The relative amino acid content is quite reproducible, which is indicated by the results on duplicate cultures of most species. The effect of environmental differences on the relative amino acid content of the total protein was examined by changing the composition of medium and the culture temperature and by comparing logarithmic and stationary phases of growth (Tables I and 2 [Not shown]). No significant differences were observed. The present data on the amino acid composition of E. coli protein agree fairly well with those obtained by Roberts et al.(15; Table 2). Selective enrichment of particular amino acids during the protein isolation procedure seems to be unlikely from the data on preparations 1 and 2 in E.coli. The relative amounts of both fractions are very similar.

Discussion.- Several interesting features emerge from this investigation.

    The correlation disclosed here may not, however, represent the true picture for coded protein, since some noncoded proteins may exist. Consequently, the correlations reported here may represent underestimations of the true values. When more data on amino acid composition of different cellular components become available, we will be in a better position to evaluate this evidence in relation to the coding problem. For this reason, any detailed deductions of a coding model from the present data are not attempted in this paper. Nevertheless, some qualitative discussions will be attempted with the hope that they may stimulate further investigations along this line.

(1) The present data seem to support universality of the code among bacteria. The presence of different codes among the bacteria would clearly preclude finding any correlation. Relevant to this issue are the preliminary data on amino acid content of total protein of Tetrahymena pyriformis included in Table 1. T. pyriformis strain 1A has 25 per cent GC content with a small heterogeneity (16). The amino acid content of its protein fits remarkably well with the extrapolated lines of the data obtained with the bacteria (see Table 1). This may suggest that the underlying coding is also common to protozoa.

(2) The argument that the wide variation of DNA base composition is due to the presence of large amounts of "nonsense" DNA (4, 17) seems to be rather unlikely because of the presence of correlations. This is particularly true of the correlations observed with arginine, tyrosine, and isoleucine, where the extrapolation to 0 or 100 per cent GC content makes the amino acid content almost zero.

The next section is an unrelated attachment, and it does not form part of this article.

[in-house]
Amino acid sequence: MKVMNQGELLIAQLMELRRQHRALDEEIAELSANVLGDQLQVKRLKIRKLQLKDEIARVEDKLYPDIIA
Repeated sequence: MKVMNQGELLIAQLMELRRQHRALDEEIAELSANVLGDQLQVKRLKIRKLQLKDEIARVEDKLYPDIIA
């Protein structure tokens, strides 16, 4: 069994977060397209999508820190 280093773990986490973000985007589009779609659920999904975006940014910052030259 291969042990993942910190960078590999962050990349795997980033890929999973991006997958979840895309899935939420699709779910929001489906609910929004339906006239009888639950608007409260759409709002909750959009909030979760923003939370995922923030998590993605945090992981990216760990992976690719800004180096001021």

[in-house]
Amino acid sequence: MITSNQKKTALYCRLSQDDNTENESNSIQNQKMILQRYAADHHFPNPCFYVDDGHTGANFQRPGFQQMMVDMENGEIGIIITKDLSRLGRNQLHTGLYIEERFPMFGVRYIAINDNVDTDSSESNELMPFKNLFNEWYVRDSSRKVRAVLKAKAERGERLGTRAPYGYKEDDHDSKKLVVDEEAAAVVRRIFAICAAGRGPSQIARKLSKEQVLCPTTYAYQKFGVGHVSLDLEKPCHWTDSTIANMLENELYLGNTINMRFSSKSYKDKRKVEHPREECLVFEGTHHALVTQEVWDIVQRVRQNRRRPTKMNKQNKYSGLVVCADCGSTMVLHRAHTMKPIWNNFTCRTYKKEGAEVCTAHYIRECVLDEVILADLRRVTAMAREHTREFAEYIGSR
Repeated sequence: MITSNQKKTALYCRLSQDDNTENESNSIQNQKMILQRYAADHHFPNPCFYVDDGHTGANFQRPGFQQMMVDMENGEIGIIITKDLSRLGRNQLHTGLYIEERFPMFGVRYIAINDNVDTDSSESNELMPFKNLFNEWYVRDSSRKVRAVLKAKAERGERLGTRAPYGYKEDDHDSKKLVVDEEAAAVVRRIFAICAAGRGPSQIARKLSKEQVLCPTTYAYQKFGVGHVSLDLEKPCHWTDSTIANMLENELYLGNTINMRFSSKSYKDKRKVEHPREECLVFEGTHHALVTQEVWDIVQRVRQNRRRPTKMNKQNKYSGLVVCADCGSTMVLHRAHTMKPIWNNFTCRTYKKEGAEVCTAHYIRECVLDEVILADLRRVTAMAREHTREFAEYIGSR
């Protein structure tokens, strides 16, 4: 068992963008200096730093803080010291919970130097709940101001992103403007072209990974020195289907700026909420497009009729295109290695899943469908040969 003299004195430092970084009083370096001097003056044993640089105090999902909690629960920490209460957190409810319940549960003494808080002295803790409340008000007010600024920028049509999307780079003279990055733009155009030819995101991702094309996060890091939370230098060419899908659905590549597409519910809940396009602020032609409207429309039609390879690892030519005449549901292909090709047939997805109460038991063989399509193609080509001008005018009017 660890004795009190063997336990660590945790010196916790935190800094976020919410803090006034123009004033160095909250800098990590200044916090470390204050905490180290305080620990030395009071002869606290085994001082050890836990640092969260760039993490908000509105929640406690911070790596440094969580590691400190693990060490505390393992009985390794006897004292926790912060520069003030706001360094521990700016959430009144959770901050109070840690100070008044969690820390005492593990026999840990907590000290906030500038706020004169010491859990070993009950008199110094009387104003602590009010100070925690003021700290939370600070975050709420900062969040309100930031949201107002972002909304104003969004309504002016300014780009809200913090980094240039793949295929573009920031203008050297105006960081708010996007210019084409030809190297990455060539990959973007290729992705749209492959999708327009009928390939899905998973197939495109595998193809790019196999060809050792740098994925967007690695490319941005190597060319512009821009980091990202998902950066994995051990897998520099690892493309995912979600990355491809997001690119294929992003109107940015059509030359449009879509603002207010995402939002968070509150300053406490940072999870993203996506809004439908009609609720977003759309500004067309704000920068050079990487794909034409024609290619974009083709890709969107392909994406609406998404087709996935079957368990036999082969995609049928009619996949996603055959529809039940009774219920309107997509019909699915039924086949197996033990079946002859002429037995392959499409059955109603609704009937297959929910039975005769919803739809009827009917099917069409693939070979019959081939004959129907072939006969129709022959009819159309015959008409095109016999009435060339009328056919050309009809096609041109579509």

(3) The "6 keto-6 amino two-symbol code" (4, 18) is not supported by the present data, for in such a system we would expect no correlations.

(4) If the coding ratio is universal and relatively small (e. g., 3, 4, 5, 6, etc.), it seems logical to have even numbers, namely 4 or 6, rather than odd numbers to explain the existence of amino acids which show neither positive nor negative correlations. To illustrate this point, let us take triplet and quadruplet nonoverlapping four-symbol codes (19,20). Since our analysis is based on the GC content of DNA, two base pairs, A-T and T-A, are indistinguishable, and they are expressed as a -pairs. Similarly G-C and C-G pairs are denoted as g -pairs. Following this terminology, we can classify the possible triplets into two classes, exclusive and asymmetric. The triplets of the exclusive class are those which contain only a or g , and we may designate them by the symbols, a 3 and g 3. Analogously, asymmetric triplets are ones which have both a and g but in different numbers, namely a 2g and a g 2.

    Following a similar argument, we can classify the quadruplets into three classes, exclusive(a 4 and g 4) , asymmetric (a 3g and a g 3), and symmetric (a 2g 2) The symmetric class consists of quadruplets with equal numbers of a 's and g 's. Then the frequency of each type of triplet or quadruplet will have correlations of different signs and magnitudes with the GC content of DNA depending on the content of g in the particular type. Accordingly, the same kinds of correlations will be expected between amino acids in protein corresponding to each triplet (or quadruplet) and the GC content of DNA (Table 4 [Not shown]). It is noted that the symmetric class will have no correlation when a linear regression line is estimated. The expected correlations within our GC range of analysis (25 to 75 per cent) are shown in Table 4. If we force our data to this scheme, the best fit is given by assignments similar to that in Table 4.